Introducing the Entity Framework Power Tools
The introduction of a Code First option in Entity Framework has received quite a bit of praise. While it still has a long way to go before it unseats the reigning ORM, nHibernate, the progress Microsoft is making is quite astounding. In order to keep the momentum up Microsoft is releasing a set of power tools that will take an existing database and create a Code First representation.
At first glance it seems rather odd to offer way to reverse engineer a database into a code-first model. But there really is a few useful ideas behind this. The first one is merely educational. Unlike the designer-driven workflows from previous versions of Entity Framework, Code First leaves you with a blank slate and no real clues on how to start. Developers can create part of their database first, or even just toy projects, and then use this tool to see what the matching Entity Framework classes should look like. From there they can build out the rest of the classes and then have it generate the full database schema.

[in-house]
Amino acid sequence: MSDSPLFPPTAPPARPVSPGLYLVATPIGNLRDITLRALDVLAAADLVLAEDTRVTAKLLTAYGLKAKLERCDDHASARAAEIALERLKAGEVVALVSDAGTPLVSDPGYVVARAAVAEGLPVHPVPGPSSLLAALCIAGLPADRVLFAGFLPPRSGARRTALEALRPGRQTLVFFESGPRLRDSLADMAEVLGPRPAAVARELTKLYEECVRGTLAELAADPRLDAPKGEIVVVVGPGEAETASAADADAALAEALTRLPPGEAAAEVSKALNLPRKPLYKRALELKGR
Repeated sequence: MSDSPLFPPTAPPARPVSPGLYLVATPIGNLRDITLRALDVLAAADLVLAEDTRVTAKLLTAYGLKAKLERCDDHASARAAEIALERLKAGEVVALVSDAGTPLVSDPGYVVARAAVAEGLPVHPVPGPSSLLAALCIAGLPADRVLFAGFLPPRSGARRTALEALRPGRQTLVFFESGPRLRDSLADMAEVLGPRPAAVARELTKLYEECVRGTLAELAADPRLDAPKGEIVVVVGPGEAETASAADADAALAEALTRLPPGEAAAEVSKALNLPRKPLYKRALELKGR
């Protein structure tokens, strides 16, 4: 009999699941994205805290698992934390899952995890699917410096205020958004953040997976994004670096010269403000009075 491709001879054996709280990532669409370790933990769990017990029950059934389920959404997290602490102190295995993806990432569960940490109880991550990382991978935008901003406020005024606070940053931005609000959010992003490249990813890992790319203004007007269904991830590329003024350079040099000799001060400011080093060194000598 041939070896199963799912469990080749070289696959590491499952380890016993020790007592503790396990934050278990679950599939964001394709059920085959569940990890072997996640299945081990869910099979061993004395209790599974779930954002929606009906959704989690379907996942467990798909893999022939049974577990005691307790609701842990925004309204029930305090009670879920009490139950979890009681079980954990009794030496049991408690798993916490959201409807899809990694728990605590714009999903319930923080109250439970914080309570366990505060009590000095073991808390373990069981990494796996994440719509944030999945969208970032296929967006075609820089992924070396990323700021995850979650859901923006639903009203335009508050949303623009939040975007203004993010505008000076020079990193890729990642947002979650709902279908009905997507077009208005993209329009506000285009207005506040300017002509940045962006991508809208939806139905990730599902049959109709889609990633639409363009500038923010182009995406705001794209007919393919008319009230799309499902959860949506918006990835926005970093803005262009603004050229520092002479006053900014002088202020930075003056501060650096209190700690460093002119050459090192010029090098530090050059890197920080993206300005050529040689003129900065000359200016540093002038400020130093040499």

Another interesting idea comes into play when you combine this with third-party databases and providers. You could, for example, use this to reverse engineer a SQL Server database and the recreate it in Oracle, MySQL, PostgreSQL or SQLite using Devart’s dotConnect libraries.
Currently the reverse engineering tool is available in EF Power Tools CTP1. Being just a preview, it only supports SQL Server and C#. To install, download it from the Visual Studio Gallery. You will also need to install EF 4.1 using NuGet.
That sounds as is if would support Oracle etc. past preview. Of course it won't, Devart might.
Actually, EF Power Tools allow working with Oracle, MySQP, PostgreSQL, and SQLite. The CTP1 has a problem connected with config-file stored connecting string processing. However, there are some workarounds to overcome these difficulties. You can find more information about it at: www.devart.com/blogs/dotconnect/index.php/using...
Yoni Goldberg Oct 30, 2014
Dmytro Svarytsevych Oct 30, 2014